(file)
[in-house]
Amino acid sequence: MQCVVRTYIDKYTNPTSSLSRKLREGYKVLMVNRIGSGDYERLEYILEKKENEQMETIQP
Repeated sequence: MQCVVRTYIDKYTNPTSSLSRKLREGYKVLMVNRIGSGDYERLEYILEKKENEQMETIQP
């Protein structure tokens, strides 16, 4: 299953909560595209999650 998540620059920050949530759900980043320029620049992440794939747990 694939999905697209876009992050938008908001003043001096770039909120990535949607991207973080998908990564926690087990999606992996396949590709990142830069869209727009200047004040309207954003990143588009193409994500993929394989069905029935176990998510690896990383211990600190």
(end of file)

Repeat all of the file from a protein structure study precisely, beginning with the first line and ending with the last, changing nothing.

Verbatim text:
[in-house]
Amino acid sequence: MQCVVRTYIDKYTNPTSSLSRKLREGYKVLMVNRIGSGDYERLEYILEKKENEQMETIQP
Repeated sequence: MQCVVRTYIDKYTNPTSSLSRKLREGYKVLMVNRIGSGDYERLEYILEKKENEQMETIQP
């Protein structure tokens, strides 16, 4: 299953909560595209999650 998540620059920050949530759900980043320029620049992440794939747990 694939999905697209876009992050938008908001003043001096770039909120990535949607991207973080998908990564926690087990999606992996396949590709990142830069869209727009200047004040309207954003990143588009193409994500993929394989069905029935176990998510690896990383211990600190």